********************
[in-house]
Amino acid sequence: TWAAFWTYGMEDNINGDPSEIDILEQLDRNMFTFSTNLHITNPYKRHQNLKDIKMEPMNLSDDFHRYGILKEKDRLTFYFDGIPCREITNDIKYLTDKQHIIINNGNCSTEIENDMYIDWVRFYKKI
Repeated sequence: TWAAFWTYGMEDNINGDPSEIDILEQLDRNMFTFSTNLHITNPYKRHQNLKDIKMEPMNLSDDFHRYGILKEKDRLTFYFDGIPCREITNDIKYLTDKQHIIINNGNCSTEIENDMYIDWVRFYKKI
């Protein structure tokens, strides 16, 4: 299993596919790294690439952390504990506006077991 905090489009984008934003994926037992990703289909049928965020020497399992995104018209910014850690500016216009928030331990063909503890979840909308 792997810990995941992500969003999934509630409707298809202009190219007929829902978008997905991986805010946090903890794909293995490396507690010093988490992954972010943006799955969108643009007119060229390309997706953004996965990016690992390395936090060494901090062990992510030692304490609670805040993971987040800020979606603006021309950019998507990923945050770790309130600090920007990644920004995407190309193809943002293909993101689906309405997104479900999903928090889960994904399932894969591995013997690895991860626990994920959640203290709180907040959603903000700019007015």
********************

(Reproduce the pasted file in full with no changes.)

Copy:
[in-house]
Amino acid sequence: TWAAFWTYGMEDNINGDPSEIDILEQLDRNMFTFSTNLHITNPYKRHQNLKDIKMEPMNLSDDFHRYGILKEKDRLTFYFDGIPCREITNDIKYLTDKQHIIINNGNCSTEIENDMYIDWVRFYKKI
Repeated sequence: TWAAFWTYGMEDNINGDPSEIDILEQLDRNMFTFSTNLHITNPYKRHQNLKDIKMEPMNLSDDFHRYGILKEKDRLTFYFDGIPCREITNDIKYLTDKQHIIINNGNCSTEIENDMYIDWVRFYKKI
């Protein structure tokens, strides 16, 4: 299993596919790294690439952390504990506006077991 905090489009984008934003994926037992990703289909049928965020020497399992995104018209910014850690500016216009928030331990063909503890979840909308 792997810990995941992500969003999934509630409707298809202009190219007929829902978008997905991986805010946090903890794909293995490396507690010093988490992954972010943006799955969108643009007119060229390309997706953004996965990016690992390395936090060494901090062990992510030692304490609670805040993971987040800020979606603006021309950019998507990923945050770790309130600090920007990644920004995407190309193809943002293909993101689906309405997104479900999903928090889960994904399932894969591995013997690895991860626990994920959640203290709180907040959603903000700019007015």